Throughout The Land, Paul struggles with the meaning of family and, even more pointedly, the meaning of brother. In Paul's world, kinship and heritage play a major role in understanding one's past, one's social situation, what one can expect from life, and upon whom one can depend. Initially race- blind, Paul sees his white brother Robert as his mirror image, closest friend, and most reliable ally. As Paul comes of age, however, he grows to see that race overrides the tie of brotherhood that unites the two boys. Shortly after his break with Robert, Paul adopts Mitchell as a brother: their shared racial heritage and their shared struggles forge a bond between the two that is stronger than the bond that had connected Paul and Robert. Paul and Mitchell trust and depend upon each other because they must—neither could have escaped particular dangerous situations without the other. When Paul asks Mitchell to work the land with him, even their everyday lives become inextricably entwined. Mitchell replaces Robert in Paul's childhood dream of working the land with his brother.
Early in the book, Paul's father admonishes him to "fight with his head, not his fists," since Paul is a small child not skilled at fighting. As Paul grows older, this message grows more urgent, as he finds he is socially less powerful than the men who engage him in battle. Lashing out physically or even verbally will bring about a swift and violent reaction, such as lynching or imprisonment. Paul internalizes this lesson and employs it throughout the book: he obeys his spiteful boss Jessup and works on Sunday, only to hatch a plan to run away from the camp. And he bears the cruel words of Hollenbeck and Granger. He refocuses his anger and devotes his passion to his dream of obtaining land. The times that Paul resists more directly—when he chastises Robert and the Waverly boys for abusing the Appaloos, or when he convinces a band of drunken whites to leave him and Mitchell alone—lead to trouble. Paul possesses a heartfelt understanding of the injustices inherent in the social structures surrounding him, but he also understands that he only has so much freedom to resist these injustices without exacerbating them. By applying steady pressure and using his energy constructively, Paul obtains the land he desires. Paul's passive, calculated means of resisting oppression are echoed in the civil rights movement's use of peaceable protest.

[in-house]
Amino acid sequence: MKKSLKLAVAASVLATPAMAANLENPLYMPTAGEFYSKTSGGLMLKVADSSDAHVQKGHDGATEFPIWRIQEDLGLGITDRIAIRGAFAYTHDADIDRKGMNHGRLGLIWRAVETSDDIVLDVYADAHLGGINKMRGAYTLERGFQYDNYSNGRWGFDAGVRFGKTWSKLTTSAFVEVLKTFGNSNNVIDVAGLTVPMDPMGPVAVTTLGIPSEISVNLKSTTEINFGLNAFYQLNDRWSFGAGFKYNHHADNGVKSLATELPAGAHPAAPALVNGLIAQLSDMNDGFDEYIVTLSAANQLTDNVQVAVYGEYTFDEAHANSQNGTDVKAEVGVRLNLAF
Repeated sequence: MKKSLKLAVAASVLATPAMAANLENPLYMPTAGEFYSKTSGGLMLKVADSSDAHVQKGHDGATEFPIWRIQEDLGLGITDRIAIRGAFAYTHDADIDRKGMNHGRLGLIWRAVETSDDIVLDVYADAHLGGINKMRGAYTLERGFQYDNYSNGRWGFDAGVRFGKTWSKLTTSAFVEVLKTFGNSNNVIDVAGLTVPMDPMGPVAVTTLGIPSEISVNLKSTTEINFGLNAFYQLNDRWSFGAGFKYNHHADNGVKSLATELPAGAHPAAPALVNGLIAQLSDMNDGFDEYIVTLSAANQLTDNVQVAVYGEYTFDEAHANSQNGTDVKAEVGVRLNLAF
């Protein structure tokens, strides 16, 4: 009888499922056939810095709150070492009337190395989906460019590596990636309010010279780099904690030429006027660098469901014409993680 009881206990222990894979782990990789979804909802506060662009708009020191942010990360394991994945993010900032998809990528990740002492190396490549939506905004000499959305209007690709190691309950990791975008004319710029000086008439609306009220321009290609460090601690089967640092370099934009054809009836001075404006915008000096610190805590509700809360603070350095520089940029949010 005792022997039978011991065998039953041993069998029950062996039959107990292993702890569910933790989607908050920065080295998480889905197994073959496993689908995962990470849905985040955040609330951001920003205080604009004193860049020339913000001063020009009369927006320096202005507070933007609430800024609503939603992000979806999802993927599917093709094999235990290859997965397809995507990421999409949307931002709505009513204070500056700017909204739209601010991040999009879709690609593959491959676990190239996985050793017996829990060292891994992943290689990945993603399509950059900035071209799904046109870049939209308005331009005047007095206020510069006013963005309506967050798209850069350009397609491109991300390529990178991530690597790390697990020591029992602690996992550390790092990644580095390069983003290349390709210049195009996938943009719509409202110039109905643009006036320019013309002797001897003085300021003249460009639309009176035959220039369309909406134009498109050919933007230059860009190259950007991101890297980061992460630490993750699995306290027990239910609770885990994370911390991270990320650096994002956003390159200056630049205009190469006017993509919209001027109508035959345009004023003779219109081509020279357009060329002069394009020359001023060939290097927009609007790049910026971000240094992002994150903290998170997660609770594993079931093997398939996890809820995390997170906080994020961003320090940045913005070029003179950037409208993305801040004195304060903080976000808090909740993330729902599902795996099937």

Time and again, Paul feels the financial and social consequences of being a black man in a racist society. Paul cannot inherit his father's land because he is black, Sutcliffe can neglect to pay him because he is black, his boss can force him to work without pay because he is black, and banks can refuse to grant him loans because he is black. Slavery's deepest roots lie in white people's desire to exploit blacks for monetary gain, and racism, or the belief in the inherent superiority of one race over another, acts as a justification or explanation for this economic exploitation. After slavery was abolished, white landowners still wanted to exploit the resources of black labor. This exploitation and racism fed off each other in a hateful cycle, in which blacks were systematically denied access to economic resources on the basis of their race, thus confirming and maintaining their racial inferiority. Blacks like Paul, who desired to become property owners, threatened such a cycle.
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